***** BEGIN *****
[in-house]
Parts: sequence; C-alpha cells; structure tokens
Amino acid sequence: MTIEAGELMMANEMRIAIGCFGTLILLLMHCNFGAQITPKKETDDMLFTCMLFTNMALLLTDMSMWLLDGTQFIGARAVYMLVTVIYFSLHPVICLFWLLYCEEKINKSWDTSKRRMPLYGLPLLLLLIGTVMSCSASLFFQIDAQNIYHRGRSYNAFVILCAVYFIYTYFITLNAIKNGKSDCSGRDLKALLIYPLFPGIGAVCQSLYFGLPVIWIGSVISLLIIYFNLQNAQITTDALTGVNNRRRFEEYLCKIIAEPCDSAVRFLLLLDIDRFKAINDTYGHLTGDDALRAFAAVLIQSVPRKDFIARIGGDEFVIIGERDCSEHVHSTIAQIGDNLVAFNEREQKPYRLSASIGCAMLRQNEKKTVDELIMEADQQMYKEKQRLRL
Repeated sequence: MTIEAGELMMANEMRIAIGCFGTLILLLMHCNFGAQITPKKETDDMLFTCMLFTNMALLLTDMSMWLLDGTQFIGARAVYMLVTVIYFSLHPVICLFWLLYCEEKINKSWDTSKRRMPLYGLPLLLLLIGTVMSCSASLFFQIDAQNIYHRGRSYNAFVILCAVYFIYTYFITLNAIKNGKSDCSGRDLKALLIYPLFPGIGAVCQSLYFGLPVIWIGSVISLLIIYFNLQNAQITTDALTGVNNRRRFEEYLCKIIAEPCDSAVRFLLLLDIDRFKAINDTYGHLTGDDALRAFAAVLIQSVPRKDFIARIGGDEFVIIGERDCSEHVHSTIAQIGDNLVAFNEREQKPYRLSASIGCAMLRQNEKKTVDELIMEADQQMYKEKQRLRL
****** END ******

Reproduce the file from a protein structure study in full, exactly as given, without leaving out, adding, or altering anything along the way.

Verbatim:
[in-house]
Parts: sequence; C-alpha cells; structure tokens
Amino acid sequence: MTIEAGELMMANEMRIAIGCFGTLILLLMHCNFGAQITPKKETDDMLFTCMLFTNMALLLTDMSMWLLDGTQFIGARAVYMLVTVIYFSLHPVICLFWLLYCEEKINKSWDTSKRRMPLYGLPLLLLLIGTVMSCSASLFFQIDAQNIYHRGRSYNAFVILCAVYFIYTYFITLNAIKNGKSDCSGRDLKALLIYPLFPGIGAVCQSLYFGLPVIWIGSVISLLIIYFNLQNAQITTDALTGVNNRRRFEEYLCKIIAEPCDSAVRFLLLLDIDRFKAINDTYGHLTGDDALRAFAAVLIQSVPRKDFIARIGGDEFVIIGERDCSEHVHSTIAQIGDNLVAFNEREQKPYRLSASIGCAMLRQNEKKTVDELIMEADQQMYKEKQRLRL
Repeated sequence: MTIEAGELMMANEMRIAIGCFGTLILLLMHCNFGAQITPKKETDDMLFTCMLFTNMALLLTDMSMWLLDGTQFIGARAVYMLVTVIYFSLHPVICLFWLLYCEEKINKSWDTSKRRMPLYGLPLLLLLIGTVMSCSASLFFQIDAQNIYHRGRSYNAFVILCAVYFIYTYFITLNAIKNGKSDCSGRDLKALLIYPLFPGIGAVCQSLYFGLPVIWIGSVISLLIIYFNLQNAQITTDALTGVNNRRRFEEYLCKIIAEPCDSAVRFLLLLDIDRFKAINDTYGHLTGDDALRAFAAVLIQSVPRKDFIARIGGDEFVIIGERDCSEHVHSTIAQIGDNLVAFNEREQKPYRLSASIGCAMLRQNEKKTVDELIMEADQQMYKEKQRLRL